It was a turning point for Fritz as well. “Disparities fit with his larger interest in advocacy,” McQuaid says. In the early 2000s he began working with US Rep. Patrick Kennedy, D-RI, first on legislation that helped young children and their families access services to address social and emotional needs that could affect kids’ cognitive development; and then on the Mental Health Parity and Addiction Equity Act, which was signed into law in 2008. “He’s an enormous champion for eliminating financial and treatment barriers for mental health,” Kennedy says.
“I learned a lot from him about the legislative process,” Fritz says of Kennedy. It was good preparation for the eight-year slog to fund residency programs at children’s psychiatric hospitals. Graduate medical education is partially funded by Medicare, and until 2000 all children’s hospitals were left out of that equation. But the legislation that finally authorized payments for residents at children’s hospitals inadvertently excluded children’s psychiatric hospitals from the GME funding formula.
“It got in my bonnet that this is discriminatory,” Fritz says. “Why are incentives to train more [child and adolescent] psychiatrists not in place?” In addition to Kennedy, Fritz had worked closely on mental health issues with Rhode Island’s senators, Jack Reed and Sheldon Whitehouse. When the children’s hospital GME bill came up for reauthorization, in 2011, Whitehouse authored a provision to include funding for children’s psychiatric hospitals. When it failed, Whitehouse, with Reed’s support, placed a hold on the bill on the Senate floor.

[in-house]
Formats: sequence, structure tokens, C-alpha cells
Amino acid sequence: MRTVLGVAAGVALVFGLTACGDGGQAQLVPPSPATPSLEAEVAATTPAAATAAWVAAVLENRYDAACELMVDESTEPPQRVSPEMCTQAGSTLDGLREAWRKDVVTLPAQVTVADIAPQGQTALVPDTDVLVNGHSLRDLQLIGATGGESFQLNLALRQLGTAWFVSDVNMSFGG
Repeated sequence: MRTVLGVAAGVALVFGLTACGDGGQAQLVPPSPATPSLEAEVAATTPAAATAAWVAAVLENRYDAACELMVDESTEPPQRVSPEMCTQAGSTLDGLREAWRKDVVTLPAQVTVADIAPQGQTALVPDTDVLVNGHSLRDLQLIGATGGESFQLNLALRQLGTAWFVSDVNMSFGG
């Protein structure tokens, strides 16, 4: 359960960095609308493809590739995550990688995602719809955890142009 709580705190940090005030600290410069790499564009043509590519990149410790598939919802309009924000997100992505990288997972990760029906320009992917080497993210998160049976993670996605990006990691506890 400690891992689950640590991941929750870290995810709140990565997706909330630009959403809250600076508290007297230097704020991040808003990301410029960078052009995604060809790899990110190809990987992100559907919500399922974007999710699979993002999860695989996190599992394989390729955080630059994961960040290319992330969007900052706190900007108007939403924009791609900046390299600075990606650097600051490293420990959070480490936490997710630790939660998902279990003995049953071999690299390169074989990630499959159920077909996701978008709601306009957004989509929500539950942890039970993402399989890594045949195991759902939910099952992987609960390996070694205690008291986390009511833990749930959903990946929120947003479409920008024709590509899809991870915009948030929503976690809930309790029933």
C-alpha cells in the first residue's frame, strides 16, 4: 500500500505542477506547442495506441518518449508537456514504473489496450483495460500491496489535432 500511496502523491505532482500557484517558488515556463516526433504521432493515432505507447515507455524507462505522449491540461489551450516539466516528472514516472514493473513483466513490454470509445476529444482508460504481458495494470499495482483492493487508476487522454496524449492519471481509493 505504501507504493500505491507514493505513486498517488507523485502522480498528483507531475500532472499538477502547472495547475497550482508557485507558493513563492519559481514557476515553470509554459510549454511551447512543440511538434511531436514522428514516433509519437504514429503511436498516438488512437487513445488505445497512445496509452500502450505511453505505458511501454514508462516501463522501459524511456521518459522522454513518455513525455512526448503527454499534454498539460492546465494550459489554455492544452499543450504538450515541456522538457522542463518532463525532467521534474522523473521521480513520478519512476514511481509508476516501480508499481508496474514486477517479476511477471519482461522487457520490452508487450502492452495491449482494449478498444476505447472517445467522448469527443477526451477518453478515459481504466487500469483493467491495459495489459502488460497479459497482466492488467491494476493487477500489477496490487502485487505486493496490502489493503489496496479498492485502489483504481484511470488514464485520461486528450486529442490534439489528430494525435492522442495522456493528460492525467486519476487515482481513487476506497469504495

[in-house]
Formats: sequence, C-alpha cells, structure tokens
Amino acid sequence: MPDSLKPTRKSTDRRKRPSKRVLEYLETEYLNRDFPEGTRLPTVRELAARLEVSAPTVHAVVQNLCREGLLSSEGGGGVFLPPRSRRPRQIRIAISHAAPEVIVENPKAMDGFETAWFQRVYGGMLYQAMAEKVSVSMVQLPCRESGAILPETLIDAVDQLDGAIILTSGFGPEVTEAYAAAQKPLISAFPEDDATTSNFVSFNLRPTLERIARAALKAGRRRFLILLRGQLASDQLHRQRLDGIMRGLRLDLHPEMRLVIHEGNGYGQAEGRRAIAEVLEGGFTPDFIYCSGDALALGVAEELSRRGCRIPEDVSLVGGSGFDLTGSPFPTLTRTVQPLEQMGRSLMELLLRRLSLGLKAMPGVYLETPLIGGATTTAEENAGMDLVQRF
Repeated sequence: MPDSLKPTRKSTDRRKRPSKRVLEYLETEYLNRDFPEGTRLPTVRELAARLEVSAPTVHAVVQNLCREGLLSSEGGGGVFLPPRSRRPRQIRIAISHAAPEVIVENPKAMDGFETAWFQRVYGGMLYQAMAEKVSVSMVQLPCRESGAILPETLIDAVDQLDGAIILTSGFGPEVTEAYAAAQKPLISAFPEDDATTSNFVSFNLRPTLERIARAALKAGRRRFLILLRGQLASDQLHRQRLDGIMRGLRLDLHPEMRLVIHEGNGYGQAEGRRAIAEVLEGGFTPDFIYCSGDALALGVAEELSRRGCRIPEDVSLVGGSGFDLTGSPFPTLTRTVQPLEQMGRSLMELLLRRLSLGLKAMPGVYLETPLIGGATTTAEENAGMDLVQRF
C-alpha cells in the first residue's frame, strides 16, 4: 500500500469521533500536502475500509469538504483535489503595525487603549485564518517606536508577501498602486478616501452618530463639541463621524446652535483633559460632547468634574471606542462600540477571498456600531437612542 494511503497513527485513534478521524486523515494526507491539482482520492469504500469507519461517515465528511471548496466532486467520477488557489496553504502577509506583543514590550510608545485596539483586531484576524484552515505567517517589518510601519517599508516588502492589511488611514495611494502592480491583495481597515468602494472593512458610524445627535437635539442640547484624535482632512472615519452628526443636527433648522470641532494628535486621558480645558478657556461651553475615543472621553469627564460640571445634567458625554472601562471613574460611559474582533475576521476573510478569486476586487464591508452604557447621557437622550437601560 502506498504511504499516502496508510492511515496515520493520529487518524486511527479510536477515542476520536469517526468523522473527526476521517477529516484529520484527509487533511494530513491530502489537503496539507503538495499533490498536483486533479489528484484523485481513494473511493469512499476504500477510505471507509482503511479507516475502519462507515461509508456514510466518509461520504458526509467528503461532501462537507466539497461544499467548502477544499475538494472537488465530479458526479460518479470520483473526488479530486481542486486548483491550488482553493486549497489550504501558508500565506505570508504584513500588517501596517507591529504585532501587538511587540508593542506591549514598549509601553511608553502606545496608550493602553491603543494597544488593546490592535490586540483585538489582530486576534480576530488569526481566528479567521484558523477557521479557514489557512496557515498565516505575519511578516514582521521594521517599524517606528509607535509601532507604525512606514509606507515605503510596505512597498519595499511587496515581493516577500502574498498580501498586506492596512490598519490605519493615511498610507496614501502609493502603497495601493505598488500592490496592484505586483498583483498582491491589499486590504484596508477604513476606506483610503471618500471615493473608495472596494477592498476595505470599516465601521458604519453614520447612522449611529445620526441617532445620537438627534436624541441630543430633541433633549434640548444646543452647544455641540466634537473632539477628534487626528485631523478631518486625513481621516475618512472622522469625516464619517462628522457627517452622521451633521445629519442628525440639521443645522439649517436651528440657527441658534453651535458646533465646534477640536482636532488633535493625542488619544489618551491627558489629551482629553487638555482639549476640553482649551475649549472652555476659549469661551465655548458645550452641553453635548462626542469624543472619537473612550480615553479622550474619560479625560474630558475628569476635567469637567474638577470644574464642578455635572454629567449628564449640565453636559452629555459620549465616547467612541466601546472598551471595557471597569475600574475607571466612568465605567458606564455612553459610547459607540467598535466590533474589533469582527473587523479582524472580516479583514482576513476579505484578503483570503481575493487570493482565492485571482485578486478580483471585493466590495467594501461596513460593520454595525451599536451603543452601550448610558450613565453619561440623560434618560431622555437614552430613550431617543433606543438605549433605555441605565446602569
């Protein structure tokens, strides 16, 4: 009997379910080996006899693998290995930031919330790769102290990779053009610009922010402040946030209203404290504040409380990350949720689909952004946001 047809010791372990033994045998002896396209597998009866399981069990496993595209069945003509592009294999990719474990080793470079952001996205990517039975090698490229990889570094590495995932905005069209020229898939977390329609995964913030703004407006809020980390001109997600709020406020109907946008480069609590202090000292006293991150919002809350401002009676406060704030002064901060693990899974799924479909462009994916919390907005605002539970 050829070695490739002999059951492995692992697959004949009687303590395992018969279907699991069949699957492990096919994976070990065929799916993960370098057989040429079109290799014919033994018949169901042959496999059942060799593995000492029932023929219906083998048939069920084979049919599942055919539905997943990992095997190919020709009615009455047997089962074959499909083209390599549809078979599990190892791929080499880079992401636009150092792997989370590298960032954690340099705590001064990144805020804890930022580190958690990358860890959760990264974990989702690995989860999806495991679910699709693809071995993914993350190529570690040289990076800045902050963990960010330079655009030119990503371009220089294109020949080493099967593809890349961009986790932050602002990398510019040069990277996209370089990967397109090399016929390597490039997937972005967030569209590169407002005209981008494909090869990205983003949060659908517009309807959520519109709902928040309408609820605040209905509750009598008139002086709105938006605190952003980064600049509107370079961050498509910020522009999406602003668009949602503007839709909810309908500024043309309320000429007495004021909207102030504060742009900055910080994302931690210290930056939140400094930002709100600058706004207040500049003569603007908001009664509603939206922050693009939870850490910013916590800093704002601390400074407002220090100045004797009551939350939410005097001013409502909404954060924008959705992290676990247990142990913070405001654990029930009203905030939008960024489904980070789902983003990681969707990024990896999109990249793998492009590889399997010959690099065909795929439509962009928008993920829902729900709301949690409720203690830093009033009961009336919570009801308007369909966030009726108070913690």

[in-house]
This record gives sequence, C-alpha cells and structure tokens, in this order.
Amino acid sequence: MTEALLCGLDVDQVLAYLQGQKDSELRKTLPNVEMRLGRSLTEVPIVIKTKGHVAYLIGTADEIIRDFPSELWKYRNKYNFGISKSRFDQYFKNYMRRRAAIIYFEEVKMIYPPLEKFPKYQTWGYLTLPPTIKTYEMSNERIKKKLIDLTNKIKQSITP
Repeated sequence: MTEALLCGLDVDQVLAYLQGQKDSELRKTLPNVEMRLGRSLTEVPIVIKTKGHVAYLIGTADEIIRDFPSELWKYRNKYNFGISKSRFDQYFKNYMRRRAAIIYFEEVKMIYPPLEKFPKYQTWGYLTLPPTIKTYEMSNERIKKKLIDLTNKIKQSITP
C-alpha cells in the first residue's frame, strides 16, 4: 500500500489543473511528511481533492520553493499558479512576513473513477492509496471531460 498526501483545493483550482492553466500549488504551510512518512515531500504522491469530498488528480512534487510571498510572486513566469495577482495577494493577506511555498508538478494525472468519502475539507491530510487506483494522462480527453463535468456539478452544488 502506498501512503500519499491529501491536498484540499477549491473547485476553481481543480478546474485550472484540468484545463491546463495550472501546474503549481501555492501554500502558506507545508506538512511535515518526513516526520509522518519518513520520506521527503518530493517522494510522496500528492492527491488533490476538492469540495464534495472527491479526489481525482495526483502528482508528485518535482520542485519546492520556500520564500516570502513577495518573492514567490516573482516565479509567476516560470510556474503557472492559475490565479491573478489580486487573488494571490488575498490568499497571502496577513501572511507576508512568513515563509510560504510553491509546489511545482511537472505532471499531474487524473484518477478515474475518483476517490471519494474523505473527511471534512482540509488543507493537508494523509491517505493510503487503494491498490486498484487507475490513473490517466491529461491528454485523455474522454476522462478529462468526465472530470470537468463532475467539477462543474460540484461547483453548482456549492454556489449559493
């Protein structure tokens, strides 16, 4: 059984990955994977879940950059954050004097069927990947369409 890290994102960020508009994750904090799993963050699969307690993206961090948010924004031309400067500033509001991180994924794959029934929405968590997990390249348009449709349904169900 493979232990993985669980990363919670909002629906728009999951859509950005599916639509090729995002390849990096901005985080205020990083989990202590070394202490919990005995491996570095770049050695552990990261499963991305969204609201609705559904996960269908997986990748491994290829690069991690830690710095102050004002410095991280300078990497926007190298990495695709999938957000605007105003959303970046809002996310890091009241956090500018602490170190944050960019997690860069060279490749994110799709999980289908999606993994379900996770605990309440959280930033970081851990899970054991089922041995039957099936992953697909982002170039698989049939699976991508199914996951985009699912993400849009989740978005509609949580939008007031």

“It was so moving because no one ever does that for mental health,” Fritz says. “He went out on a limb to address this as a parity issue.” The maneuver meant that no pediatric GME funding would be authorized until the hold was lifted—and though children’s hospital lobbyists agreed with Whitehouse’s provision in principle, they weren’t pleased to become collateral damage in the process. The hold remained in place for two years, with the bill finally passing the Senate in 2013; in March the funds reached Bradley, which had been paying residents from its operating budget. “It’s been quite an education about how to get these things changed,” Fritz says.
This October Fritz will have a national platform to apply those lessons, when he becomes president of the American Academy of Child and Adolescent Psychiatry (AACAP). Since his election to the post, two years ago, he has been working on his presidential initiative: to integrate physical and mental health care, an effort that would entail training psychiatrists so they can be effective in medical settings, and primary care physicians to deal with psychiatric problems. It’s an approach that exemplifies Fritz’s belief that the mind and body work together and thus must be treated together; but that also addresses the ongoing shortage of child psychiatrists.